Please Note: This article is written for users of the following Microsoft Excel versions: 97, 2000, 2002, and 2003. If you are using a later version (Excel 2007 or later), this tip may not work for you. For a version of this tip written specifically for later versions of Excel, click here: Forcing a Macro to Run when a Worksheet is Recalculated.

Forcing a Macro to Run when a Worksheet is Recalculated

by Allen Wyatt
(last updated April 22, 2017)

When you write a macro, it is designed to be run whenever you choose to run it. What if you need to develop a macro that will run whenever something changes in your worksheet? What if you want the macro to run automatically? This is particularly necessary if you are creating a custom function that you want to use within the cells of the worksheet.

This is where the Volatile method comes in handy. All you need to do is include the following statement within your macro:

Application.Volatile

This informs Excel that the results of the macro are dependent on the values in the worksheet, and that it should be executed whenever the worksheet is recalculated. For instance, consider the following user-defined function:

Function CountCells(MyRange As Range)
    Dim iCount As Integer
    iCount = 0
    For Each cell In MyRange
        If cell.HasFormula Then
            iCount = iCount + 1
        End If
    Next cell
    CountCells = iCount
End Function

This function, if used in a cell, counts the number of cells that contain formulas within a specified range. However, the function will only run the first time it is entered into a cell, or whenever the cell containing the formula is edited. If you want the function to recalculate every time the worksheet is recalculated, you would add the Volatile method near the beginning of the function:

Function CountCells(MyRange As Range)
    Dim iCount As Integer
    Application.Volatile
    iCount = 0
    For Each cell In MyRange
        If cell.HasFormula Then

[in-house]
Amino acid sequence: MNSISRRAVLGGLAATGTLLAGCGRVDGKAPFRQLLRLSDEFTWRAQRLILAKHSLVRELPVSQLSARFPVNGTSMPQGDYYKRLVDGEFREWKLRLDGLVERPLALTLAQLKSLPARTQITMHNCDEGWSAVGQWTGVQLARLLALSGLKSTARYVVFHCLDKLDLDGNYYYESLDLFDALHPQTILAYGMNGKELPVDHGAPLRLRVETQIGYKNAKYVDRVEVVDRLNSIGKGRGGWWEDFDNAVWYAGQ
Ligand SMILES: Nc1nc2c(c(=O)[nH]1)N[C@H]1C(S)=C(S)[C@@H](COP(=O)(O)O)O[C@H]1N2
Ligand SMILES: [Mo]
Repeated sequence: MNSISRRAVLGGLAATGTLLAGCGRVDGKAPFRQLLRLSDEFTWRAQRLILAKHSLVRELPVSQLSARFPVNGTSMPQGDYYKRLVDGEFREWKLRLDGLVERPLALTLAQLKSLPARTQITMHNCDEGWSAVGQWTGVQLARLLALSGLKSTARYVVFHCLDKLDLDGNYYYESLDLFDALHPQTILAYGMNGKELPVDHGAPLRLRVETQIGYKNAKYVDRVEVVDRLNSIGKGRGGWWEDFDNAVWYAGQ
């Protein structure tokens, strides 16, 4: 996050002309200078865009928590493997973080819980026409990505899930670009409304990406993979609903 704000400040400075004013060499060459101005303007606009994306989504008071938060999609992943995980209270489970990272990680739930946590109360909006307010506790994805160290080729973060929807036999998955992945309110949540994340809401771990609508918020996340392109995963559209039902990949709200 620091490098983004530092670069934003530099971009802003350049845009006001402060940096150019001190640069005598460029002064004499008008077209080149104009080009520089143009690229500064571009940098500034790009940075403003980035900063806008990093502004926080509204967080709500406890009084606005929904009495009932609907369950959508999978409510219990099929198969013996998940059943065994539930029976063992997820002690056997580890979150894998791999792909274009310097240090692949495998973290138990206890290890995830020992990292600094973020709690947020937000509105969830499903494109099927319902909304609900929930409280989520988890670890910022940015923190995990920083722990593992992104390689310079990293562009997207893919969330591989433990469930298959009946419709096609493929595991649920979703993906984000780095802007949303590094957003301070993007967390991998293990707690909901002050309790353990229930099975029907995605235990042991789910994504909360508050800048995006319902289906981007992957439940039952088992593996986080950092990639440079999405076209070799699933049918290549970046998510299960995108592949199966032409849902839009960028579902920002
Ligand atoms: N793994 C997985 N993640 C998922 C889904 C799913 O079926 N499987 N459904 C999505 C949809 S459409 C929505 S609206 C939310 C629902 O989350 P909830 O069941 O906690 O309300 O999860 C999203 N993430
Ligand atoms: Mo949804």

iCount = iCount + 1
        End If
    Next cell
    CountCells = iCount
End Function

The inclusion of the Application.Volatile method means that every time the worksheet is recalculated, this function (macro) is again run.

ExcelTips is your source for cost-effective Microsoft Excel training. This tip (2013) applies to Microsoft Excel 97, 2000, 2002, and 2003. You can find a version of this tip for the ribbon interface of Excel (Excel 2007 and later) here: Forcing a Macro to Run when a Worksheet is Recalculated.

Author Bio

Allen Wyatt

With more than 50 non-fiction books and numerous magazine articles to his credit, Allen Wyatt is an internationally recognized author. He  is president of Sharon Parq Associates, a computer and publishing services company. ...

MORE FROM ALLEN

Conditionally Formatting an Entire Row

Need to conditionally highlight an entire row based on the contents of a single cell in each row? This tip explains how you ...

Discover More

Creating Scenarios

Excel allows you to create different scenarios for the data in your worksheet. These can be saved and managed using the ...

Discover More

Positioning the Cursor in a New Document

Creating special templates is a great way to establish "standards" for your documents. With a little ingenuity you can even ...

Discover More

Solve Real Business Problems Master business modeling and analysis techniques with Excel and transform data into bottom-line results. This hands-on, scenario-focused guide shows you how to use the latest Excel tools to integrate data from multiple tables. Check out Microsoft Excel 2013 Data Analysis and Business Modeling today!

More ExcelTips (menu)

Finding Columns of a Certain Width

If you need to find out how many columns are set to be a specific width, you'll need a macro to help determine the info. ...

Discover More

Generating Unique, Sequential Names

Do you need to create a number of words or phrases where you only alter a few letters in each one? If the alterations follow ...

Discover More

Automatically Opening Macro Workbooks when Using a Shortcut Key

Click a button on a toolbar and Excel will go so far as to open a another workbook in order to run a macro associated with ...

Discover More
Subscribe

FREE SERVICE: Get tips like this every week in ExcelTips, a free productivity newsletter. Enter your address and click "Subscribe."

View most recent newsletter.

Comments

If you would like to add an image to your comment (not an avatar, but an image to help in making the point of your comment), include the characters [{fig}] in your comment text. You’ll be prompted to upload your image when you submit the comment. Images larger than 600px wide or 1000px tall will be reduced. Up to three images may be included in a comment. All images are subject to review. Commenting privileges may be curtailed if inappropriate images are posted.

What is nine minus 5?

There are currently no comments for this tip. (Be the first to leave your comment—just use the simple form above!)


This Site

Got a version of Excel that uses the menu interface (Excel 97, Excel 2000, Excel 2002, or Excel 2003)? This site is for you! If you use a later version of Excel, visit our ExcelTips site focusing on the ribbon interface.

Newest Tips
Subscribe

FREE SERVICE: Get tips like this every week in ExcelTips, a free productivity newsletter. Enter your address and click "Subscribe."

(Your e-mail address is not shared with anyone, ever.)

View the most recent newsletter.